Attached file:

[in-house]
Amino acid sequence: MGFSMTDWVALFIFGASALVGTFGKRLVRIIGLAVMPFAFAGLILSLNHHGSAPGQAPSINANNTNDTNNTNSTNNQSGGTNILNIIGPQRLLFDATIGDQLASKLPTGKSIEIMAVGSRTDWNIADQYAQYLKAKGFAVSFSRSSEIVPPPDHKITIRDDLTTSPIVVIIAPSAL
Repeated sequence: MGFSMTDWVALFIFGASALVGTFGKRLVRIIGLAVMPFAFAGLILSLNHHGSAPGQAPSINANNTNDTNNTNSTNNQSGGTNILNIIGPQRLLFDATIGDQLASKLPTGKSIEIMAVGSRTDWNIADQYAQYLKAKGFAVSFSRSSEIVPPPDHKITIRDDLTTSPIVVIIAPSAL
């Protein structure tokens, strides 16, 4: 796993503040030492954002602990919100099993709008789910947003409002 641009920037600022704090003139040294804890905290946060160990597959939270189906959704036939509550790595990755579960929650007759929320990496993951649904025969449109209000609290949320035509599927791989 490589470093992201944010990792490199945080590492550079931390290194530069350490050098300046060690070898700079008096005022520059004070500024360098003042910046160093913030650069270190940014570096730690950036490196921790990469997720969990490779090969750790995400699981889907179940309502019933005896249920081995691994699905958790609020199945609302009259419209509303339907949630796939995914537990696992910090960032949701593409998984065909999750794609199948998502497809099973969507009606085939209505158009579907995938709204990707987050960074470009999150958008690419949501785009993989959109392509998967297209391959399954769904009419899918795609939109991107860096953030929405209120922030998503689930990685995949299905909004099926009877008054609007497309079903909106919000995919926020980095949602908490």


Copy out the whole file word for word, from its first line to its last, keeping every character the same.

[in-house]
Amino acid sequence: MGFSMTDWVALFIFGASALVGTFGKRLVRIIGLAVMPFAFAGLILSLNHHGSAPGQAPSINANNTNDTNNTNSTNNQSGGTNILNIIGPQRLLFDATIGDQLASKLPTGKSIEIMAVGSRTDWNIADQYAQYLKAKGFAVSFSRSSEIVPPPDHKITIRDDLTTSPIVVIIAPSAL
Repeated sequence: MGFSMTDWVALFIFGASALVGTFGKRLVRIIGLAVMPFAFAGLILSLNHHGSAPGQAPSINANNTNDTNNTNSTNNQSGGTNILNIIGPQRLLFDATIGDQLASKLPTGKSIEIMAVGSRTDWNIADQYAQYLKAKGFAVSFSRSSEIVPPPDHKITIRDDLTTSPIVVIIAPSAL
């Protein structure tokens, strides 16, 4: 796993503040030492954002602990919100099993709008789910947003409002 641009920037600022704090003139040294804890905290946060160990597959939270189906959704036939509550790595990755579960929650007759929320990496993951649904025969449109209000609290949320035509599927791989 490589470093992201944010990792490199945080590492550079931390290194530069350490050098300046060690070898700079008096005022520059004070500024360098003042910046160093913030650069270190940014570096730690950036490196921790990469997720969990490779090969750790995400699981889907179940309502019933005896249920081995691994699905958790609020199945609302009259419209509303339907949630796939995914537990696992910090960032949701593409998984065909999750794609199948998502497809099973969507009606085939209505158009579907995938709204990707987050960074470009999150958008690419949501785009993989959109392509998967297209391959399954769904009419899918795609939109991107860096953030929405209120922030998503689930990685995949299905909004099926009877008054609007497309079903909106919000995919926020980095949602908490």